The palpebral fissure is the elliptic space between the medial and lateral canthi of the two open lids. In simple terms, it refers to the opening between the eye lids. In adults, this measures about 10mm vertically and 30mm horizontally.
Front of left eye with eyelids separated to show medial canthus. (Palpebral fissure, visible but not labeled, is artificially widened.)
It can be reduced (short, "narrow") in horizontal size by fetal alcohol syndrome and in Williams syndrome. The chromosomal conditions trisomy 9 and trisomy 21 (Down syndrome) can cause the palpebral fissures to be upslanted, while Marfan syndrome can cause a downslant. An increase in vertical height can be seen in genetic disorders like cri-du-chat.
In animal studies, using four times the therapeutic concentration of the ophthalmic solution Latanoprost, the size of the palpebral fissure can be increased. The condition is reversible. Latanoprost is a prostaglandin F receptor agonist.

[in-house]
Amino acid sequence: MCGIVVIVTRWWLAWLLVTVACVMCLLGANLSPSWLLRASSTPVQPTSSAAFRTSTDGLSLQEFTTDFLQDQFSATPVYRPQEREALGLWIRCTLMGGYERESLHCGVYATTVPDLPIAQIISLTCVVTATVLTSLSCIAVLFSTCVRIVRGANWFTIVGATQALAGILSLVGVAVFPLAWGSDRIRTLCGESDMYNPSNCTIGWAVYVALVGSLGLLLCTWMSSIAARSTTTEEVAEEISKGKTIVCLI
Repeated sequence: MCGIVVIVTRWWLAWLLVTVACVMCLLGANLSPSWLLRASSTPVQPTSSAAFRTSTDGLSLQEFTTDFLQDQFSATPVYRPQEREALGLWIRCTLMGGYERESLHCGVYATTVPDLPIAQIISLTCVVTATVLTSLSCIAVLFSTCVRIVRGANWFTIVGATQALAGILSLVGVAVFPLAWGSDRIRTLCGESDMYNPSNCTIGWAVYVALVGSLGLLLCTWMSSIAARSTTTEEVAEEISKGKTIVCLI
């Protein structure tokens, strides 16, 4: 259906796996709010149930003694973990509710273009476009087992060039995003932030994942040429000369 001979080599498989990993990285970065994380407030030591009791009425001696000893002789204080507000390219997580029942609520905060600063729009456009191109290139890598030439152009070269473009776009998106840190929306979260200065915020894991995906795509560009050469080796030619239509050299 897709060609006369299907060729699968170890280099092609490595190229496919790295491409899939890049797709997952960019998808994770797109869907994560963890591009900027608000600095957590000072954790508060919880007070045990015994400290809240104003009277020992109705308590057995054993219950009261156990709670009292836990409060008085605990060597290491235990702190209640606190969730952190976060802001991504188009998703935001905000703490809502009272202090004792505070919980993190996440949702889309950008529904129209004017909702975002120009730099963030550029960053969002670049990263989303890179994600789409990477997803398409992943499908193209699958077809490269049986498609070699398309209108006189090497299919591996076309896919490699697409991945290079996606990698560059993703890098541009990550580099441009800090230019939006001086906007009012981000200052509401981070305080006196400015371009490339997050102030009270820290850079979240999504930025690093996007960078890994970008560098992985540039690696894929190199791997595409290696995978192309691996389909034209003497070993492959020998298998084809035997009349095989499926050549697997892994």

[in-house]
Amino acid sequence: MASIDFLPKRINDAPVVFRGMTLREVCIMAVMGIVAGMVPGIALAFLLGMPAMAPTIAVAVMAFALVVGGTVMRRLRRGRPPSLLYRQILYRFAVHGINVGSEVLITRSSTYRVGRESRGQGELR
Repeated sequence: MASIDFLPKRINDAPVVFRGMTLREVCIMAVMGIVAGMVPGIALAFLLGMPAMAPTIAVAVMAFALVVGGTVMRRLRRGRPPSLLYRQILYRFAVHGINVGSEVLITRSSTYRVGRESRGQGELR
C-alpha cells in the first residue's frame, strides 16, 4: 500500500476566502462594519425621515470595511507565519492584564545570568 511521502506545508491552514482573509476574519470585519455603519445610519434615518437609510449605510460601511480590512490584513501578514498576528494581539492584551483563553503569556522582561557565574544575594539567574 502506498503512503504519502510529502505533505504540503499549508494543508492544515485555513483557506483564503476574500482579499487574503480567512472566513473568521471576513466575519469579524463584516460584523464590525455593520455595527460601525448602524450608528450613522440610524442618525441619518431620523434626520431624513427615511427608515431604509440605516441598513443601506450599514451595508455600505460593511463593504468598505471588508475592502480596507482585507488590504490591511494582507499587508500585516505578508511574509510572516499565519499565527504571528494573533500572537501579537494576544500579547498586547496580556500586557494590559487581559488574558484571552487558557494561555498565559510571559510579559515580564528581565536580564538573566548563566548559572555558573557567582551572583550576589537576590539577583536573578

- "UNSW Embryo- Abnormal Development - Fetal Alcohol Syndrome". Retrieved 2007-12-23.
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- United States Food and Drug Administration (Nov. 2006). Xalatan (latanoprost ophthalmic solution) 0.005% (50 μg/mL). Accessed 5 Feb 2011.
- Facial Neurological Examination from University of Toronto